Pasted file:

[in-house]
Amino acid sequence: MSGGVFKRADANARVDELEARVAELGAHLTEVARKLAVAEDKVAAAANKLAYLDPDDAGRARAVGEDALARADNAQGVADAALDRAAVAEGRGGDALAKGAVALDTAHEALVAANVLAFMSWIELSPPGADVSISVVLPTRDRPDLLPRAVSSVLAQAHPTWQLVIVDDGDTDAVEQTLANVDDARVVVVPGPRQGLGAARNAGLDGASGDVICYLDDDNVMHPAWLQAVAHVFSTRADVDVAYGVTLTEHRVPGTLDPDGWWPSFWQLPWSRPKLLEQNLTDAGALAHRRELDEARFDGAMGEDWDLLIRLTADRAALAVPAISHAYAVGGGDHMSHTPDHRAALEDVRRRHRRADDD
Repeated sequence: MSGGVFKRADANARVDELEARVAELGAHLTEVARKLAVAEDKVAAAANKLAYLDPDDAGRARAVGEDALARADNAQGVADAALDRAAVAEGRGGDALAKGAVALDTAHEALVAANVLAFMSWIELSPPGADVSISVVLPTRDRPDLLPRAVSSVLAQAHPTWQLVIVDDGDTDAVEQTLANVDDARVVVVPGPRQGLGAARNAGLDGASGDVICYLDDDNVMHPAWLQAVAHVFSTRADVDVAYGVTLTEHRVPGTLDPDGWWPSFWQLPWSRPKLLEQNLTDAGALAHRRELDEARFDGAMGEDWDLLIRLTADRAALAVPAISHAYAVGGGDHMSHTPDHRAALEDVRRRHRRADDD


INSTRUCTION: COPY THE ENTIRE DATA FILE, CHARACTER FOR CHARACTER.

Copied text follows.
[in-house]
Amino acid sequence: MSGGVFKRADANARVDELEARVAELGAHLTEVARKLAVAEDKVAAAANKLAYLDPDDAGRARAVGEDALARADNAQGVADAALDRAAVAEGRGGDALAKGAVALDTAHEALVAANVLAFMSWIELSPPGADVSISVVLPTRDRPDLLPRAVSSVLAQAHPTWQLVIVDDGDTDAVEQTLANVDDARVVVVPGPRQGLGAARNAGLDGASGDVICYLDDDNVMHPAWLQAVAHVFSTRADVDVAYGVTLTEHRVPGTLDPDGWWPSFWQLPWSRPKLLEQNLTDAGALAHRRELDEARFDGAMGEDWDLLIRLTADRAALAVPAISHAYAVGGGDHMSHTPDHRAALEDVRRRHRRADDD
Repeated sequence: MSGGVFKRADANARVDELEARVAELGAHLTEVARKLAVAEDKVAAAANKLAYLDPDDAGRARAVGEDALARADNAQGVADAALDRAAVAEGRGGDALAKGAVALDTAHEALVAANVLAFMSWIELSPPGADVSISVVLPTRDRPDLLPRAVSSVLAQAHPTWQLVIVDDGDTDAVEQTLANVDDARVVVVPGPRQGLGAARNAGLDGASGDVICYLDDDNVMHPAWLQAVAHVFSTRADVDVAYGVTLTEHRVPGTLDPDGWWPSFWQLPWSRPKLLEQNLTDAGALAHRRELDEARFDGAMGEDWDLLIRLTADRAALAVPAISHAYAVGGGDHMSHTPDHRAALEDVRRRHRRADDD